Well, as luck would have it, my husband got in on his first try–just like in Chicago–and I didn’t. If you remember, I ran Chicago through charity raising money for the Ronald McDonald House. I was nervous, scared, and intimidated by having to raise money (and a lot of it) but I had such an amazing experience that it helped me decide to run for charity again, this time for NYC.

I won’t be running for Team RMHC though as I’ve elected to run for the Jimmy V Foundation for Cancer Research. Sadly, we do have a connection with cancer, as a close family member is currently fighting; yet, Coach V’s fighting words of “Don’t give up, don’t ever give up!” is a motto that so many of us can relate to, whether we have an affiliation with cancer or not.

If you’re not familiar with who Coach Valvano is, he was a NCAA basketball coach for NC State in the 80’s and led his team to a surprising championship win in 1983. They were the underdogs that season and game after game proved their championship worthiness to the very end. They never gave up.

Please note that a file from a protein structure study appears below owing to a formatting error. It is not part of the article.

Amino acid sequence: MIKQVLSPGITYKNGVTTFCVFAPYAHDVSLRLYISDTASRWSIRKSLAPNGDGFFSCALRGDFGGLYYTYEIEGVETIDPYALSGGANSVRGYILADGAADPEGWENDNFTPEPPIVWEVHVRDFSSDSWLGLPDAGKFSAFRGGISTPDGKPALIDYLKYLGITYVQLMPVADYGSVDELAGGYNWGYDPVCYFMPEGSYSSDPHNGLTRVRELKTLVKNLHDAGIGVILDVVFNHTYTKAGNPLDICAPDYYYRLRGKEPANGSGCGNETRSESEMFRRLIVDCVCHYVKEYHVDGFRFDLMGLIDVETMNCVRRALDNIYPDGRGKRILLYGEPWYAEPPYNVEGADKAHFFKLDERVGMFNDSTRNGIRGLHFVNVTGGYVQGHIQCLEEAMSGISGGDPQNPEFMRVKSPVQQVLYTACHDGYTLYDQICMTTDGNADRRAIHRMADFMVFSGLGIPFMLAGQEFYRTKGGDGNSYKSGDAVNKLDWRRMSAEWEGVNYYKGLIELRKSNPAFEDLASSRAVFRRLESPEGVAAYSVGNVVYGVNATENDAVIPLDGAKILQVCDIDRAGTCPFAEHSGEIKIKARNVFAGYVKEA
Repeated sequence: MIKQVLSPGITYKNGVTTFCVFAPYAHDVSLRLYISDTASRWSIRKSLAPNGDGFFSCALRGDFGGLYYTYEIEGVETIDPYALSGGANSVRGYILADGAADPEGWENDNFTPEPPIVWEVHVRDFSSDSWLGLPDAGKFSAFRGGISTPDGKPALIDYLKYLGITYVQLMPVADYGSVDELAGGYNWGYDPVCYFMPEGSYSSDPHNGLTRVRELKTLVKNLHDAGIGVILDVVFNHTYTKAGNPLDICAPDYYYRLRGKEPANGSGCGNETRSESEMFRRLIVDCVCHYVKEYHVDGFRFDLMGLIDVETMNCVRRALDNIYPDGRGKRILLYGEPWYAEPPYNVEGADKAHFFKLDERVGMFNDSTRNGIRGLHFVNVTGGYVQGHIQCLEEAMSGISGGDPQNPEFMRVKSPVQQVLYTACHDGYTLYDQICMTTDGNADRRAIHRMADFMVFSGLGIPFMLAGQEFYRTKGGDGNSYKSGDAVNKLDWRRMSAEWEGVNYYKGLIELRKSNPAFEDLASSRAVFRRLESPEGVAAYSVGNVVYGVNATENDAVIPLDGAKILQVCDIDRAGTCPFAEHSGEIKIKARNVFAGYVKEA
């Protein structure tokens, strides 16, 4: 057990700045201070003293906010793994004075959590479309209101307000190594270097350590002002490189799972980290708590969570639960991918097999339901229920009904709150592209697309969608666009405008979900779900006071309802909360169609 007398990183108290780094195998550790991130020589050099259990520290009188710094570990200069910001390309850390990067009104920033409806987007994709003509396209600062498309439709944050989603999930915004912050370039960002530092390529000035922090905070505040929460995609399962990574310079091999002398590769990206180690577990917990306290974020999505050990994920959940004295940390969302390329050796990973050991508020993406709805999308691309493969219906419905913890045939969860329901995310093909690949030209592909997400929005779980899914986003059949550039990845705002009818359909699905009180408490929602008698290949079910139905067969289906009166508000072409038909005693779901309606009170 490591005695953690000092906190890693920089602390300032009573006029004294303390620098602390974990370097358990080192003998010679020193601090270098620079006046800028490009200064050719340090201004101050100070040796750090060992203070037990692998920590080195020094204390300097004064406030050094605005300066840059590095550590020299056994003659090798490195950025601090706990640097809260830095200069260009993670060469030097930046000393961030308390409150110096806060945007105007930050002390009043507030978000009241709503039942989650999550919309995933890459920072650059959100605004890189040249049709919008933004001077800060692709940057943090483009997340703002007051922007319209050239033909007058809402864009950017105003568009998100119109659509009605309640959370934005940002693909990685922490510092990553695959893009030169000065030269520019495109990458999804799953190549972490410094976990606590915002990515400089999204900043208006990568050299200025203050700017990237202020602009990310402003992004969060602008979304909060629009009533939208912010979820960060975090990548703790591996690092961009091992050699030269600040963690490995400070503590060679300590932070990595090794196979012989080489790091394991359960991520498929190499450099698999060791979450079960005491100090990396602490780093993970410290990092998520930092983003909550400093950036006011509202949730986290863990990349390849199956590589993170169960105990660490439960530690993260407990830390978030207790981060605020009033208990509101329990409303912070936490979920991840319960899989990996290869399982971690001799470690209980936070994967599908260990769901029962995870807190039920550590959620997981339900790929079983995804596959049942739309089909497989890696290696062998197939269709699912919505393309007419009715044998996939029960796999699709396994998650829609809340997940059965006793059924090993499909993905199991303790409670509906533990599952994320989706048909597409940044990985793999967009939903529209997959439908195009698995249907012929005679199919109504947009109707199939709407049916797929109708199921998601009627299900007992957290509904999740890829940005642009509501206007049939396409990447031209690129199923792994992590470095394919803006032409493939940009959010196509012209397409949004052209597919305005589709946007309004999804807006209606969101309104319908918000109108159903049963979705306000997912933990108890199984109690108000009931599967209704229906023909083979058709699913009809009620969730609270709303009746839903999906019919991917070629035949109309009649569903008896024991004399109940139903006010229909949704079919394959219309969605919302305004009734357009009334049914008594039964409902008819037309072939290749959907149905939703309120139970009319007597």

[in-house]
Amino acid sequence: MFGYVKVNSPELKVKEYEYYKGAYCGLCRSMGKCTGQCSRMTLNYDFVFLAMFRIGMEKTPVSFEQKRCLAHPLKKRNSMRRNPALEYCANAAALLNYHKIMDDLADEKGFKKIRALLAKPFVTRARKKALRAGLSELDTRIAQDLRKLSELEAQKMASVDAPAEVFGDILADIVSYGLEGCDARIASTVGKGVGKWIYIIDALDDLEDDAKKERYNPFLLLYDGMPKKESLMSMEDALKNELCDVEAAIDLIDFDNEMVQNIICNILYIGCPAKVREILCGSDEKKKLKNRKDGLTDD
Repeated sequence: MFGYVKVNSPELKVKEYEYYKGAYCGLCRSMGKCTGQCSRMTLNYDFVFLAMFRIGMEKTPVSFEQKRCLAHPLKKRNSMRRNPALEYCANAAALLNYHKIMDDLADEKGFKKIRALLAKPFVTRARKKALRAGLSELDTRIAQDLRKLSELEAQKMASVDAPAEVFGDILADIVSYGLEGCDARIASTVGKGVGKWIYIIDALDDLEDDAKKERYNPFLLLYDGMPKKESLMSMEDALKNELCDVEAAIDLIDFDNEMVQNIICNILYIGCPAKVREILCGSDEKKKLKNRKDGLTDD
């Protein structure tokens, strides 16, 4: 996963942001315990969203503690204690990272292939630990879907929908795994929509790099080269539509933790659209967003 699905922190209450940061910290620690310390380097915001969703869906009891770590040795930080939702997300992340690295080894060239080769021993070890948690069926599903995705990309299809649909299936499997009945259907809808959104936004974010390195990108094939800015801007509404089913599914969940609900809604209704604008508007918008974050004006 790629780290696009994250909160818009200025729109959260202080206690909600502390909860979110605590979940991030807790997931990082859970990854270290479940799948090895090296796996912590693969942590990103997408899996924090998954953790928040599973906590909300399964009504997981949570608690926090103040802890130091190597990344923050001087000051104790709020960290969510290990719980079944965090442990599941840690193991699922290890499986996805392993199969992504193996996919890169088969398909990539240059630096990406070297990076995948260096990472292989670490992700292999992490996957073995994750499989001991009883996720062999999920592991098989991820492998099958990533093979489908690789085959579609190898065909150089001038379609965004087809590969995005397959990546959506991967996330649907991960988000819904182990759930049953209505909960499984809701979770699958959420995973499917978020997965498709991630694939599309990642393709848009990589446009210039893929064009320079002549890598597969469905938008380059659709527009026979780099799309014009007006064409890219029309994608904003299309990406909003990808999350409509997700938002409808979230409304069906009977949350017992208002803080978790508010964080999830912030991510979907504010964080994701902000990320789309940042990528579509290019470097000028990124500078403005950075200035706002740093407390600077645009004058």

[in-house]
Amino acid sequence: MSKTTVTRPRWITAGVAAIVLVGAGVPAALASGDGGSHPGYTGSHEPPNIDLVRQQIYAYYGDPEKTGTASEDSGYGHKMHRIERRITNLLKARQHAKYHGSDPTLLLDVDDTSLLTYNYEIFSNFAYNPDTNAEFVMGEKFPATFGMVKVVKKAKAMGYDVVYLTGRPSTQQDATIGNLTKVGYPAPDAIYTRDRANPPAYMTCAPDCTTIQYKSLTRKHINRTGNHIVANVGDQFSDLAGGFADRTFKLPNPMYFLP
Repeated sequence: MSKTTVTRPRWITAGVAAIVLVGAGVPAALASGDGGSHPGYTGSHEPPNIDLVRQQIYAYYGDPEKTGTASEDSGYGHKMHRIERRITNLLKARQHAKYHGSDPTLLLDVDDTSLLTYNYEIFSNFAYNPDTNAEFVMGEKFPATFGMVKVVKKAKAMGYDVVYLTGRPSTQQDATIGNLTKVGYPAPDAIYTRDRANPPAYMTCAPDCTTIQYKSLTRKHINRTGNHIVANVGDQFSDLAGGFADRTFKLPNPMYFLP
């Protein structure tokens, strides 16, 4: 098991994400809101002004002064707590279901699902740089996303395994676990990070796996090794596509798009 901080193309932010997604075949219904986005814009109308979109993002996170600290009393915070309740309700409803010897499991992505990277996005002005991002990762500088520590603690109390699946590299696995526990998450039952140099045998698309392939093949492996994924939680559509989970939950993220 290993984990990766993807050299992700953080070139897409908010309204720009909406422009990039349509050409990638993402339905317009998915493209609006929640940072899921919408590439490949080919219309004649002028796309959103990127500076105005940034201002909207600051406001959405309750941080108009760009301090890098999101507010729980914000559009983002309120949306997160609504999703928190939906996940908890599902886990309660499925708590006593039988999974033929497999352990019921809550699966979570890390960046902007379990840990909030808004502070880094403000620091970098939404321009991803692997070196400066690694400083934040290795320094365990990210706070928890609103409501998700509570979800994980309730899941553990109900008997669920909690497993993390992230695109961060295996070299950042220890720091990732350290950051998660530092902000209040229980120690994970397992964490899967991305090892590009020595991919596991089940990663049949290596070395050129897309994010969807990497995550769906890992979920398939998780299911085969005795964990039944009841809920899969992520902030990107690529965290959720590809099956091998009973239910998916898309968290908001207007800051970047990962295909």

Then in 1992, he was diagnosed with terminal cancer. In the short time he had left to live, unbeknownst at the time, he did so much to help with cancer research creating the Foundation knowing it probably wouldn’t benefit him, but that didn’t make him lose hope. His hope was that foundation would help others and it has, many, many years after his death. He never gave up.

A couple of years ago, my husband and I saw an ESPN 30 for 30 special on Coach V and his NC State team. It was incredibly moving and my husband and I still watch from time to time. In the documentary is his Arthur Ashe acceptance speech at the first ever ESPY’s. If you have a few extra minutes, please take the time to view it. It really captures Coach V’s spirit.

Running for charity is scary in many ways. First, the New York City Marathon itself is kinda scary–it’s the biggest marathon. It’s huge! I’ve run some big races–Chicago, Marine Corps–but NYC is bigger than both!

Second, the charity amount I have to raise is twice that of Chicago. But I feel like Coach V’s words ring through in so many ways besides fighting a terrible disease like cancer. In so many aspects of life, we have to overcome obstacles or challenge ourselves and never, ever give up. That’s what I plan to do–in training for New York, in raising money to run New York, and in crossing that finish line in New York.

I hope you consider helping me with this important cause. Your donation, of any amount, will help me run a dream marathon, and most importantly, help keep dreams alive for others.

You can donate here:

Helly Runs For Team V

–Have you ever run a race through charity?

–Do you know who Jimmy V is or heard his speech before?

–Have you been to New York? I went when I was 10 and don’t remember a thing, lol! It will be my husband’s first time though 😀